Just Announced: Philippians Sermon Series

Summary: Part 5 continues to focus on unforgiveness.

The Schemes of the Devil Part 5: Un-forgiveness Part 2

Scriptures: Luke 17:3-4; Matthew 5:43-48


In my message last week, I shared with you the fact that we are required to forgive if we want God to forgive us. Jesus taught that God will only forgive our sins (and forget about them) when we are willing to do the same for our brothers and sisters. When Jesus taught this, He did not teach this as a “possibility or a maybe” situation, He taught this as an absolute. So it is not enough to just say we forgive and “act” like it, we must do it and our subsequent actions towards the person who offended us must be genuine. This morning I want to focus on answering the question that many have asked, “Do I have to forgive someone who does not ask me to or who is not at all sorry they offended me?” I think you already know the answer to this question, but I want to make sure.

I. Ultimate Responsibility

If I offend you on purpose, whose responsibility is it to forgive? What if I offend you and never ask for forgiveness or say that I am sorry because I am not, whose responsibility is it to forgive? Of course, it is your responsibility. Likewise if you offend me, it is my responsibility to forgive you. So here is the real issue, many people believe that the only time you have to forgive someone is when they ask for it and are really sorry for whatever it was that they did. Is this scripturally correct? If someone offends you and never says they are sorry, must you really forgive them? Some base this belief on Luke 17:3-4 which says “Be on guard! If your brother sins, rebuke him; and if he repents, forgive him. And if he sins against you seven times a day, and returns to you seven times saying, ‘I repent’, forgive him.” Jesus does say that we are to forgive when asked, but He does not say that this is the only time that we must forgive. We must be willing to forgive regardless of the action of the one who offended us. When we have been offended it ceases to be about the one who offended us and becomes about you and I who was offended.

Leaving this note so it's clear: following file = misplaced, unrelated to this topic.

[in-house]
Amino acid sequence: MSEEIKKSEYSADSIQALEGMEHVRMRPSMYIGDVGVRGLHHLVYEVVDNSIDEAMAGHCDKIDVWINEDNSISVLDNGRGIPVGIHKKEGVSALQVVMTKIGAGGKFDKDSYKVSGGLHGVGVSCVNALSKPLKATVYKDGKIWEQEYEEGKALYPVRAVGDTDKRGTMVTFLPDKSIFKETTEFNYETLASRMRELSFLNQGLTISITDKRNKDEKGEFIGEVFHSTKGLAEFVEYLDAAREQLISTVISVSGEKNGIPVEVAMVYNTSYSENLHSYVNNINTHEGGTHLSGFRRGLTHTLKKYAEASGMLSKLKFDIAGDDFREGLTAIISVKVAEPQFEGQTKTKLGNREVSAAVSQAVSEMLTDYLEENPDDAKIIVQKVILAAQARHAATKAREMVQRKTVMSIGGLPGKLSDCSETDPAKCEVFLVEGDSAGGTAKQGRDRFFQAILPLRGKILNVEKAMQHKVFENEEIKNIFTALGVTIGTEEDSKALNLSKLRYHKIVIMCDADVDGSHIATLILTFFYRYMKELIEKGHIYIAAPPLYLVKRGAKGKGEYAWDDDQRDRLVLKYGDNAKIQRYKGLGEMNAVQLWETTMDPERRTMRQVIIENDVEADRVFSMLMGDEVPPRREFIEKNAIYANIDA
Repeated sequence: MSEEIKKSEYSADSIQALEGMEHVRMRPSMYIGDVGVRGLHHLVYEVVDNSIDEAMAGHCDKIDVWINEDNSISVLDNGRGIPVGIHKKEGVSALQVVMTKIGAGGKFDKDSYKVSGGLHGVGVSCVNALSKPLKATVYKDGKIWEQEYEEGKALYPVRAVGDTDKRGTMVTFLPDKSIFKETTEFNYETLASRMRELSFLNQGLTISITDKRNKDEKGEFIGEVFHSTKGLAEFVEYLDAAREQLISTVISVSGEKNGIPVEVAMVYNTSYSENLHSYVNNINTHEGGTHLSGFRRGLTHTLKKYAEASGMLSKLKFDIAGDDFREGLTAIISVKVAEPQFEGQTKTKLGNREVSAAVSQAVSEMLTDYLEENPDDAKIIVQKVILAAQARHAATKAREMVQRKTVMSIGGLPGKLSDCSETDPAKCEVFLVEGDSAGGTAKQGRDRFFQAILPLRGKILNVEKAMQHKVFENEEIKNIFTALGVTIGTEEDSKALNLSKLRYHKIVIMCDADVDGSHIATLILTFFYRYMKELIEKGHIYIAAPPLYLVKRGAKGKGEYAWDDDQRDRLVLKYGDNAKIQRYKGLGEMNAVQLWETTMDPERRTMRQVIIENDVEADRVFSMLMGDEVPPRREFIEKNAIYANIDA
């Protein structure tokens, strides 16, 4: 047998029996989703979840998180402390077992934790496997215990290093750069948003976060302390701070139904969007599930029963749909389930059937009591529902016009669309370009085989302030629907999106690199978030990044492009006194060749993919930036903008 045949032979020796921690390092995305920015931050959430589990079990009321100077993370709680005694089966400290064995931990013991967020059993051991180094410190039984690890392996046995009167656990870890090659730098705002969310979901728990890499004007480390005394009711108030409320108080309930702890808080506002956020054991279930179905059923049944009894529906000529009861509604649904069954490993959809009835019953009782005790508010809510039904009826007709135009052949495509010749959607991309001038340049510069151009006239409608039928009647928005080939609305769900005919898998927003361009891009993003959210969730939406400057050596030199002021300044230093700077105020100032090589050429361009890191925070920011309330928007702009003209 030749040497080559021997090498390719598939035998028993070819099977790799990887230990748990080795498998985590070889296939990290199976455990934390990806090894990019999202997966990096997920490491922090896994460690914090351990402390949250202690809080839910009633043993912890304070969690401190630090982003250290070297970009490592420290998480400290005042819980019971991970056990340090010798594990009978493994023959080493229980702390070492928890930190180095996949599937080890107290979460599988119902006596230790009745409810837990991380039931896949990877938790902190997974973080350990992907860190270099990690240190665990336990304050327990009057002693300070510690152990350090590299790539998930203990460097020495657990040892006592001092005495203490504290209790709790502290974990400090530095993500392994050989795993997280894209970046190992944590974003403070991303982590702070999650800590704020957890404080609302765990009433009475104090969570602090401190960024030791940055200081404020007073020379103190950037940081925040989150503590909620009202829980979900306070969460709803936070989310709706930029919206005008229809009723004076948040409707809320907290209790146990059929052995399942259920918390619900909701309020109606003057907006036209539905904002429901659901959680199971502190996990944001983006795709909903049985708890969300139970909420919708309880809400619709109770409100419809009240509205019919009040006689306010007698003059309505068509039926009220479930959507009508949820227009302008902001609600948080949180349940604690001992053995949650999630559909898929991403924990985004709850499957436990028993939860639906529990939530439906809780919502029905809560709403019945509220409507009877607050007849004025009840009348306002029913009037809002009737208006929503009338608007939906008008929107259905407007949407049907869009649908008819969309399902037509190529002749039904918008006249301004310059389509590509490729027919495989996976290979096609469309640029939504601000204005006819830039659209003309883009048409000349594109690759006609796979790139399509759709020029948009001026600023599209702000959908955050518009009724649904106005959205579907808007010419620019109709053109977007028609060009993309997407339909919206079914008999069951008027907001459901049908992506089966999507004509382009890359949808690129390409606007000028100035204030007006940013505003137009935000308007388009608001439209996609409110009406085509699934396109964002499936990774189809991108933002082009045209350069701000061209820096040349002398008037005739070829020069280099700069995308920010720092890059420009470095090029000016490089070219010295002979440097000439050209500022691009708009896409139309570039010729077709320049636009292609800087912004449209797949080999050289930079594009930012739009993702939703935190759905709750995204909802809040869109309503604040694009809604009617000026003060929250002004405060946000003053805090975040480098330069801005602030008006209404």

Consider the following Scripture found in Matthew 5:43-48: “You have heard it said, ‘Love your neighbor and hate your enemy.’ But I tell you, love your enemies and pray for those who persecute you, that you may be sons of your Father in heaven. He causes His sun to rise on the evil and the good, and sends rain on the righteous and the unrighteous. If you love those who love you, what reward will you get? Are not even the tax collectors doing that? And if you greet only your brothers, what are you doing more than others? Do not even the pagans do that? Be perfect, therefore, as your heavenly Father is perfect.”

These verses of Scripture give us insight into the issue pertaining to forgiving someone who does not ask for it. Consider what happens when someone offends us willingly and without remorse. What is our response? We generally write them off and they become someone we no longer associate with. They become an enemy. Now according to the verse we just read, there is a response that we are supposed to have with our enemies, we are to love them. You need to understand that when Christ made this statement the prevailing thought was it was okay to hate your enemies. Verse 44 says “But I tell you, love your enemies and pray for those who persecute you...” Jesus tells us that we are to love our enemies and to pray for those who persecute us. Who are those who persecute us? It is not our family or friends who occasionally offend us. It is not the spouse that is getting on your last nerve (although in some cases it could be). It is not that stranger who is pulling out in front of you or is rude to you while you’re standing in line at the grocery story. The one who persecutes you according to this verse is someone who knows you, possibly understands you and is going out of their way to make your life miserable, every day. This individual has it in for you and you know it. Yet with this person, Jesus says that we are to love them and pray for them. Now here is something you must recognize. When Jesus says that we should pray for them, He was not talking about us praying that God would strike them down or that something bad would happen to them. His desire is that we should pray for their benefit, pray God’s blessings upon them and be sincere when we do it. God knows if you are praying because you are supposed to versus praying because you really want your enemy to be blessed. Look at verse 45.

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